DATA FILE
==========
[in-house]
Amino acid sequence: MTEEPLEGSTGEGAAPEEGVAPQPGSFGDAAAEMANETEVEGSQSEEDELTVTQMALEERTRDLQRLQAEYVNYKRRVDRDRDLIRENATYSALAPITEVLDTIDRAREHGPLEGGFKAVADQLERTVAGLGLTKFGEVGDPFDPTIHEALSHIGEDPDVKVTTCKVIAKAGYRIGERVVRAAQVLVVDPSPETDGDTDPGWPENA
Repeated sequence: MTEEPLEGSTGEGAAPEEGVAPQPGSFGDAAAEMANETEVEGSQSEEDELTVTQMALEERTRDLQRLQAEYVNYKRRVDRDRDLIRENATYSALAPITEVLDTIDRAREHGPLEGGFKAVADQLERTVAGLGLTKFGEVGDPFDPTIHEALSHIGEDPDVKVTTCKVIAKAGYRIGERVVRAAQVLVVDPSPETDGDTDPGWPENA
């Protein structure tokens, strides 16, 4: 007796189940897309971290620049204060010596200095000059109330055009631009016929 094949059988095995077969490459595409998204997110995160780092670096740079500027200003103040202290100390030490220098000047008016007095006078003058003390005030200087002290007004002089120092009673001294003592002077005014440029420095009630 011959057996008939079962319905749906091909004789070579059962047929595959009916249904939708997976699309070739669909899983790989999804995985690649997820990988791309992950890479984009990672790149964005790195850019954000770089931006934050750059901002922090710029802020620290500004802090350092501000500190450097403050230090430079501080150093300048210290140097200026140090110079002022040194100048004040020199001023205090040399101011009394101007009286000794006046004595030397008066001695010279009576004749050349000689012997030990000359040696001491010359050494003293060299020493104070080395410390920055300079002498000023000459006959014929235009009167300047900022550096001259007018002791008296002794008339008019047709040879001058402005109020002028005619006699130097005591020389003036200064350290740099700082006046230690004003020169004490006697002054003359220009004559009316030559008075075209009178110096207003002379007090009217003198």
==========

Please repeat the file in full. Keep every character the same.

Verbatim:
[in-house]
Amino acid sequence: MTEEPLEGSTGEGAAPEEGVAPQPGSFGDAAAEMANETEVEGSQSEEDELTVTQMALEERTRDLQRLQAEYVNYKRRVDRDRDLIRENATYSALAPITEVLDTIDRAREHGPLEGGFKAVADQLERTVAGLGLTKFGEVGDPFDPTIHEALSHIGEDPDVKVTTCKVIAKAGYRIGERVVRAAQVLVVDPSPETDGDTDPGWPENA
Repeated sequence: MTEEPLEGSTGEGAAPEEGVAPQPGSFGDAAAEMANETEVEGSQSEEDELTVTQMALEERTRDLQRLQAEYVNYKRRVDRDRDLIRENATYSALAPITEVLDTIDRAREHGPLEGGFKAVADQLERTVAGLGLTKFGEVGDPFDPTIHEALSHIGEDPDVKVTTCKVIAKAGYRIGERVVRAAQVLVVDPSPETDGDTDPGWPENA
């Protein structure tokens, strides 16, 4: 007796189940897309971290620049204060010596200095000059109330055009631009016929 094949059988095995077969490459595409998204997110995160780092670096740079500027200003103040202290100390030490220098000047008016007095006078003058003390005030200087002290007004002089120092009673001294003592002077005014440029420095009630 011959057996008939079962319905749906091909004789070579059962047929595959009916249904939708997976699309070739669909899983790989999804995985690649997820990988791309992950890479984009990672790149964005790195850019954000770089931006934050750059901002922090710029802020620290500004802090350092501000500190450097403050230090430079501080150093300048210290140097200026140090110079002022040194100048004040020199001023205090040399101011009394101007009286000794006046004595030397008066001695010279009576004749050349000689012997030990000359040696001491010359050494003293060299020493104070080395410390920055300079002498000023000459006959014929235009009167300047900022550096001259007018002791008296002794008339008019047709040879001058402005109020002028005619006699130097005591020389003036200064350290740099700082006046230690004003020169004490006697002054003359220009004559009316030559008075075209009178110096207003002379007090009217003198």